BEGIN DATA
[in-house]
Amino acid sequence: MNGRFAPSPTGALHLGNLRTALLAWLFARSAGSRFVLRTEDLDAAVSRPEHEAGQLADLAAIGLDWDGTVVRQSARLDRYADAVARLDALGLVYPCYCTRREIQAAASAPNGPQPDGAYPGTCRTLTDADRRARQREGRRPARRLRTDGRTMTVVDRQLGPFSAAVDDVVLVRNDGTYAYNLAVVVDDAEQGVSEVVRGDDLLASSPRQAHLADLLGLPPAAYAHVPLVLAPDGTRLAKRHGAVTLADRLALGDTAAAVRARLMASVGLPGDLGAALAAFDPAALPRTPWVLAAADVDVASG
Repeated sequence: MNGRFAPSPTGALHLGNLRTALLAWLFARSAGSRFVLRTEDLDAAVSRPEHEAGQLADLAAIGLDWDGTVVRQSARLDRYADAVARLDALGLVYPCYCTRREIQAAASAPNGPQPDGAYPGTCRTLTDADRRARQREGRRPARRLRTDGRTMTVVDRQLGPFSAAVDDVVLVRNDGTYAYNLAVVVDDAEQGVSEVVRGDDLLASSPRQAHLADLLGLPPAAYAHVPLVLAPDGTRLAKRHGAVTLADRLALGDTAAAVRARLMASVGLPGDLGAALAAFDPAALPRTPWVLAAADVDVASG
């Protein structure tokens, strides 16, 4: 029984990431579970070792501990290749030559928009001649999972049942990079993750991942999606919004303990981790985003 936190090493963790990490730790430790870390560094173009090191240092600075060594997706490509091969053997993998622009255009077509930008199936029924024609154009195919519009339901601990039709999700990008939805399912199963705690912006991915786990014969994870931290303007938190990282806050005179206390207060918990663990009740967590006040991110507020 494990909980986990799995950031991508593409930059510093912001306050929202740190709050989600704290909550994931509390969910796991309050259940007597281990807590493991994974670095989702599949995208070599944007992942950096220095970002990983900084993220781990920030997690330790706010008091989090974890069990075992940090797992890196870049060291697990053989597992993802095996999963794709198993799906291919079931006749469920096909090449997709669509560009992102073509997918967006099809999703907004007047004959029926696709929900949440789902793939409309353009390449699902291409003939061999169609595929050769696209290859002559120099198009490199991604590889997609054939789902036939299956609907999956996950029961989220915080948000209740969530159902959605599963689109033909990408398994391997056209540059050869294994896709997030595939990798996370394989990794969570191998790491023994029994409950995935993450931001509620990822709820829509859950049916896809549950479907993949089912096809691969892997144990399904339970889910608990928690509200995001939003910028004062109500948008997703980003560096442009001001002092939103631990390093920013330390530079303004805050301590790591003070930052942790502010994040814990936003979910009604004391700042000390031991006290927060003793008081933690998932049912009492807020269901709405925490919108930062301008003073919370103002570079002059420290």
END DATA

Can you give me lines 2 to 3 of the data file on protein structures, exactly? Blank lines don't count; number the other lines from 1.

Amino acid sequence: MNGRFAPSPTGALHLGNLRTALLAWLFARSAGSRFVLRTEDLDAAVSRPEHEAGQLADLAAIGLDWDGTVVRQSARLDRYADAVARLDALGLVYPCYCTRREIQAAASAPNGPQPDGAYPGTCRTLTDADRRARQREGRRPARRLRTDGRTMTVVDRQLGPFSAAVDDVVLVRNDGTYAYNLAVVVDDAEQGVSEVVRGDDLLASSPRQAHLADLLGLPPAAYAHVPLVLAPDGTRLAKRHGAVTLADRLALGDTAAAVRARLMASVGLPGDLGAALAAFDPAALPRTPWVLAAADVDVASG
Repeated sequence: MNGRFAPSPTGALHLGNLRTALLAWLFARSAGSRFVLRTEDLDAAVSRPEHEAGQLADLAAIGLDWDGTVVRQSARLDRYADAVARLDALGLVYPCYCTRREIQAAASAPNGPQPDGAYPGTCRTLTDADRRARQREGRRPARRLRTDGRTMTVVDRQLGPFSAAVDDVVLVRNDGTYAYNLAVVVDDAEQGVSEVVRGDDLLASSPRQAHLADLLGLPPAAYAHVPLVLAPDGTRLAKRHGAVTLADRLALGDTAAAVRARLMASVGLPGDLGAALAAFDPAALPRTPWVLAAADVDVASG